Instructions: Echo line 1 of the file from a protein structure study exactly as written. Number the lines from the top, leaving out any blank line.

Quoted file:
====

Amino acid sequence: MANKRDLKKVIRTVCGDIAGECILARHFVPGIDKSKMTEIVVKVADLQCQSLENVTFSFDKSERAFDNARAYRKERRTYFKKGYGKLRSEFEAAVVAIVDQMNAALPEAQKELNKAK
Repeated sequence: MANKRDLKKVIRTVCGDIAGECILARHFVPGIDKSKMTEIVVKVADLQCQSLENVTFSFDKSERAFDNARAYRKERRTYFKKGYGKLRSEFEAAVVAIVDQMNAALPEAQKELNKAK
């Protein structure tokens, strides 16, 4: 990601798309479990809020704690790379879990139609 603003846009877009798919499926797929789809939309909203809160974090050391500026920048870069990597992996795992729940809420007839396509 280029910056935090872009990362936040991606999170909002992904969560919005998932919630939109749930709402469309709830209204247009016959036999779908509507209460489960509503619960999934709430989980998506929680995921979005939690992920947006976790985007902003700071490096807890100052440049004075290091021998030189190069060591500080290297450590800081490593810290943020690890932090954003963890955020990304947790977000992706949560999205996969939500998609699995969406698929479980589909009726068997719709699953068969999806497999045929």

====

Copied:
Amino acid sequence: MANKRDLKKVIRTVCGDIAGECILARHFVPGIDKSKMTEIVVKVADLQCQSLENVTFSFDKSERAFDNARAYRKERRTYFKKGYGKLRSEFEAAVVAIVDQMNAALPEAQKELNKAK